Whilst icing my knee and minding my own business on Saturday evening, I was scrolling my Twitter timeline and saw radio and TV political analyst Roland S. Martin go on yet another rant. This time it was about Lauryn Hill and her antics. In the event you haven’t heard, Ms. Hill is known for being habitually late for shows. I’ve heard tales of her showing up as many as three hours late for a show. That is unacceptable.
I will say that initially I agreed with him that she has absolutely no right to be that unprofessional and inconsiderate of her fans. She put out one (classic) album in 1998 and 13 years later, she is holding people hostage. But then, Martin hauled off and Tweeted:
“@rolandsmartin: Folks saying Lauryn’s Miseducation album meant so much to the generation. It ain’t Stevie’s Songs in the Key of Life!”
OK, so, lets examine his statement(s). He also went on to name MJ’s “Off the Wall,” Prince’s “Purple Rain” and Marvin Gaye’s “What’s Going On” as classic albums in which Hill’s “The Miseducation of Lauryn Hill” didn’t compare. Call me crazy, but, Martin is wrong on this and I’ll tell you why. A classic album is one that stands the test of time. It speaks to the issues of the day but will ALWAYS be relevant. It serves as a career defining moment for the artist and in some way speaks directly to the people of that day. Every single one of the aforementioned albums is all of those things and more.
I’m not in any way, shape, form or fashion saying that Marvin, Stevie, Prince or MJ’s albums didn’t influence or define their generations, because they did. I’m simply adding that Hill’s did, too. From the singles, “Lost Ones,” “Doo Wop (That Thing),” “Everything is Everything” and “Ex-Factor” to the unreleased gems “Nothing Even Matters,” “Every Ghetto, Every City,” and “To Zion,” Hill hit the ground running. You’d be hard pressed to find someone between 25-40 who can’t identify with those songs.
The majority of the songs dealt with relationships and to me, not losing yourself in them. In 1998, there weren’t any wars America was fighting other than the things we’ve grown accustomed to like drugs and poverty. We were doing well. Clinton was president, everyone was working so it was a time to be working on ourselves and our personal relationships. That was all up and through that album.
In “Lost Ones,” Hill’s words helped to show how folks can try to make a fool of you by treating you as if you know nothing, but it is your responsibility to remain true to yourself and show them what you do know. With “Doo Wop (That Thing),” she issued a warning to men and women to “watch out” for both men and women. Never before in our generation had someone spoken about the dangers, yes, dangers, of dating so candidly. And let’s get into how “Ex-Factor” is STILL in heavy rotation on Urban/Adult Contemporary radio stations. On the days I listen to radio, I hear it at least once a day and that is NO exaggeration.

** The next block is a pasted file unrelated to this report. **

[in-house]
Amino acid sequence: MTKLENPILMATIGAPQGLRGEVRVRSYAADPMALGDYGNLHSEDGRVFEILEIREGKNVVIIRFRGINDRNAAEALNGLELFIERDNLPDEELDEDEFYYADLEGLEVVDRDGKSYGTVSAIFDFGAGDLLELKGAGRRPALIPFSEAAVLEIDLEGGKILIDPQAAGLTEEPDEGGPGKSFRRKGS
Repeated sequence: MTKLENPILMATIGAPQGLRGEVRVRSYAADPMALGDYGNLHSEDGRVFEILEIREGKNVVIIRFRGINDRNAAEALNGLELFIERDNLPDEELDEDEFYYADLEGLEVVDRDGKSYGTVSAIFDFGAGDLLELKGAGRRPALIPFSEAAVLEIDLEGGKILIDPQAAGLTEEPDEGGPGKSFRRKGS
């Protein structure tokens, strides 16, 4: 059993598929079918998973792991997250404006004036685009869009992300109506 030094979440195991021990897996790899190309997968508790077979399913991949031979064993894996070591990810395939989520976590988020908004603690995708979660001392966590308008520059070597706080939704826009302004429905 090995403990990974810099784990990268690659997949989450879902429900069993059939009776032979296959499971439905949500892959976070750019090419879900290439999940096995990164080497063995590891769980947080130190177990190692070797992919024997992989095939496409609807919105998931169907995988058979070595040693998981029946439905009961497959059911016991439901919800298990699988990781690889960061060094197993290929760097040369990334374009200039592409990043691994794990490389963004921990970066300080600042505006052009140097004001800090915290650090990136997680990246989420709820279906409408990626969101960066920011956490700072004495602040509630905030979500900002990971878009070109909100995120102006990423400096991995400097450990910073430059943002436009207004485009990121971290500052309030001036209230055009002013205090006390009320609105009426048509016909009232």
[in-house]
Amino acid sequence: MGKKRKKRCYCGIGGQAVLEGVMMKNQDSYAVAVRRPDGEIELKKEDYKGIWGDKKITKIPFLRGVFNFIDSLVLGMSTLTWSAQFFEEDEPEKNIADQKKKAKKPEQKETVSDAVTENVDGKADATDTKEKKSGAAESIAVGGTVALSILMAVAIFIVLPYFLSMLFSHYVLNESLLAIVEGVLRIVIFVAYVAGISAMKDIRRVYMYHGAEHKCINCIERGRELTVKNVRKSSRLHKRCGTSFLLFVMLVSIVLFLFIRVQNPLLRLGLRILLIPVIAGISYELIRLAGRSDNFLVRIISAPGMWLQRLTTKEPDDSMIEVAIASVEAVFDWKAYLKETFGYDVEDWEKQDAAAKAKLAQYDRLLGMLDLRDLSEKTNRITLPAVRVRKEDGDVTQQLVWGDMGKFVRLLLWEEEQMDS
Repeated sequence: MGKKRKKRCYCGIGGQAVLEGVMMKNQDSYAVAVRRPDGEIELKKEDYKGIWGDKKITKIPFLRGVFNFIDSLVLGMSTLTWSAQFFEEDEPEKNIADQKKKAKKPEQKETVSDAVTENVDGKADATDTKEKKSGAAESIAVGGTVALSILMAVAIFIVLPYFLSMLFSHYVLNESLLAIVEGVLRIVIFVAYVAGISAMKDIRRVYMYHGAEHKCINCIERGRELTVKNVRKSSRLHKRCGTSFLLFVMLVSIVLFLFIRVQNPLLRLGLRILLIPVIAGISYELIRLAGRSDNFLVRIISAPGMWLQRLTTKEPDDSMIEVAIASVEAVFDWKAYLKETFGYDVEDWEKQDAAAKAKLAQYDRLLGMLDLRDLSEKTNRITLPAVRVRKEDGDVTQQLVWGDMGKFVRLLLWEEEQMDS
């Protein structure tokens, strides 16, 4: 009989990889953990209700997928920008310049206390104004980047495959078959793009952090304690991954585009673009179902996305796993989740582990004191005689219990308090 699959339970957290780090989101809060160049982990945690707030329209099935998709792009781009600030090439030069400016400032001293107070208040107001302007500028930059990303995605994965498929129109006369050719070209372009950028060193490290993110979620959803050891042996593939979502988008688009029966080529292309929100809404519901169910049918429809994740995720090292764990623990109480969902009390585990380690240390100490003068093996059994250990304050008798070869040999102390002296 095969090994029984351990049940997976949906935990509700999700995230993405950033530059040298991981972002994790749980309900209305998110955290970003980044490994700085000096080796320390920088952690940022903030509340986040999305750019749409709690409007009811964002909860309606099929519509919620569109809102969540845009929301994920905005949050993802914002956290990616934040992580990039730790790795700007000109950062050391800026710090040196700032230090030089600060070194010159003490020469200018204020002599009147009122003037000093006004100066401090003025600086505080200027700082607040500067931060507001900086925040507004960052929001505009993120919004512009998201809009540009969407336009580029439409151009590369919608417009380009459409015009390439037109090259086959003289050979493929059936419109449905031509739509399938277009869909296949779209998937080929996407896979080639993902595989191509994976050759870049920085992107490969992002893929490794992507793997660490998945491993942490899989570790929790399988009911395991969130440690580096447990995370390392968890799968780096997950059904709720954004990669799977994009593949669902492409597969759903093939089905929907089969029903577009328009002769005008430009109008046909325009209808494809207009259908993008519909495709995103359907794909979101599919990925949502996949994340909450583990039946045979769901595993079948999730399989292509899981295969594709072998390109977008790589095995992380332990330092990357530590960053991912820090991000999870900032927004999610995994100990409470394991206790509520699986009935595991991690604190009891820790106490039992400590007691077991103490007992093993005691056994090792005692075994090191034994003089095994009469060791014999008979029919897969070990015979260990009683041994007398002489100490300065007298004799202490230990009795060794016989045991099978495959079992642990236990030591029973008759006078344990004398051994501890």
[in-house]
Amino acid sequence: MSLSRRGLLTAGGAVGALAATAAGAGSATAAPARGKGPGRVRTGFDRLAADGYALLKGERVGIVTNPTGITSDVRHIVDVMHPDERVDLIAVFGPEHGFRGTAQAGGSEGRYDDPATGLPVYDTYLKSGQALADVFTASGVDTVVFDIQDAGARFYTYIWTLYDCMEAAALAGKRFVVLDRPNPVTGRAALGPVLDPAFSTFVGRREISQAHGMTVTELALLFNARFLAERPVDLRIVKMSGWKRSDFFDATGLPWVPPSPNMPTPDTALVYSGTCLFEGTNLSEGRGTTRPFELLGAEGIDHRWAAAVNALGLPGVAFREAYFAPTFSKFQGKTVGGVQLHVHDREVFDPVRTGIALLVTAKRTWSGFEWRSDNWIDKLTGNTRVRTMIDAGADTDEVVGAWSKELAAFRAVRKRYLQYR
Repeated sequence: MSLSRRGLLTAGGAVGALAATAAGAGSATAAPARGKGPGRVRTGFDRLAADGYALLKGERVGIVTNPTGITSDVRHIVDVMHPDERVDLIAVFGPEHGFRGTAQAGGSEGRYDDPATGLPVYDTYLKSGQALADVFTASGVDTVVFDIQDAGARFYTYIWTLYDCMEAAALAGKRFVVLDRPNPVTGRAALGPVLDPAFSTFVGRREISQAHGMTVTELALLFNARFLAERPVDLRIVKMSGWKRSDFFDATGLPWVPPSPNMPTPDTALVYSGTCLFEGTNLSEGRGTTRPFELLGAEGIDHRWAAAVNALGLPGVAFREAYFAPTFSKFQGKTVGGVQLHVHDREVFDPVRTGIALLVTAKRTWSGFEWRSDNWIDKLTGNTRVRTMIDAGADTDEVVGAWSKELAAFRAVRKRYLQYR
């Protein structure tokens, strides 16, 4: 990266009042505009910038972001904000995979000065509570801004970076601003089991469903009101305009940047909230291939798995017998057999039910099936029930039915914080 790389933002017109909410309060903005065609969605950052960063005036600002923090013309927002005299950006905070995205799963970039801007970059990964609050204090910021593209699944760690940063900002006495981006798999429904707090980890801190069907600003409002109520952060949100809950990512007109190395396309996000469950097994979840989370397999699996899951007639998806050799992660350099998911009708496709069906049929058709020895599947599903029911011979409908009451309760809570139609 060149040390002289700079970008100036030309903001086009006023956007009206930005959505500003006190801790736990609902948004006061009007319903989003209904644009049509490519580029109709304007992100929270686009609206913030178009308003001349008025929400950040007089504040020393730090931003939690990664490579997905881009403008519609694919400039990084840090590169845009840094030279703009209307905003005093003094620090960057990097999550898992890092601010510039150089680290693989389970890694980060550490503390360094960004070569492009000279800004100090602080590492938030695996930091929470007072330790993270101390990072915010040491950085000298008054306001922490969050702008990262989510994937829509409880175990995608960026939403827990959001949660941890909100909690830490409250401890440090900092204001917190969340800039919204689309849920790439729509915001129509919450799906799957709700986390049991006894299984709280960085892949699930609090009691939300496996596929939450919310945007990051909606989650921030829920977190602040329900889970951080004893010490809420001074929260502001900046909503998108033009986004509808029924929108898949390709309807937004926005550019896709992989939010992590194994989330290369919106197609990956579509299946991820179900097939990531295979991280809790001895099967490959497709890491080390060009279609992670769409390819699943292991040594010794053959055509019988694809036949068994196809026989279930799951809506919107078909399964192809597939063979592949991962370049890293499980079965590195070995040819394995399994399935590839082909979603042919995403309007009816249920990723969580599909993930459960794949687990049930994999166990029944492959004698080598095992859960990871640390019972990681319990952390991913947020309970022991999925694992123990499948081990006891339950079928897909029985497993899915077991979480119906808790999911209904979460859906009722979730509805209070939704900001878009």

I could go through all her songs, but I don’t want this post to get too long, but to say this album didn’t strike a chord or in any way influence or define this generation is a misstatement of epic proportions. Wikipedia says Martin is 42. That is not old, but I’d say he missed this generation by a couple years.
He was around to hear and buy the actual albums of Stevie Wonder, Prince, MJ and Marvin when they were still pressed on wax. Quite frankly, I don’t think he can relate to it the way some of us can. That’s not a shot at him, what it is though is suggestion that he take a step back and realize the world was a different place when each of those albums came out and none of them should be compared to each other. Comparing “The Miseducation …” to “Songs in the Key of Life” or “What’s Going On” or “Purple Rain” or “Off the Wall” is like comparing apples to oranges. They’re all classics but for different reasons just as an apple and an orange are both fruit but different kinds of fruit.
To his original rant of waiting for hours to see an artist, I agree, it is very unprofessional and disrespectful for Hill or any other artist to keep their audience waiting. And to answer a question he posed later as to which artist (Diana Ross, Aretha Franklin or Janet Jackson) I’d wait three hours to see, I answer, not a single damn one. The only person I’d wait that long to see is Jesus.
Martin steps on his soapbox on Twitter (and TV and radio) to rant and rave (loudly) not letting folks get a word in edgewise. Somewhere in life, he got in his head that the loudest person wins the argument regardless of whether or not they have a point. I could be wrong, but that’s what he gives off. I am not intimidated. When you’re wrong, you’re wrong and Saturday night, he was wrong. As two left shoes.
So, Mr. Martin, a journalist I admire, I say this in the most respectful way I know how – go somewhere, anywhere and #sitchoassdown.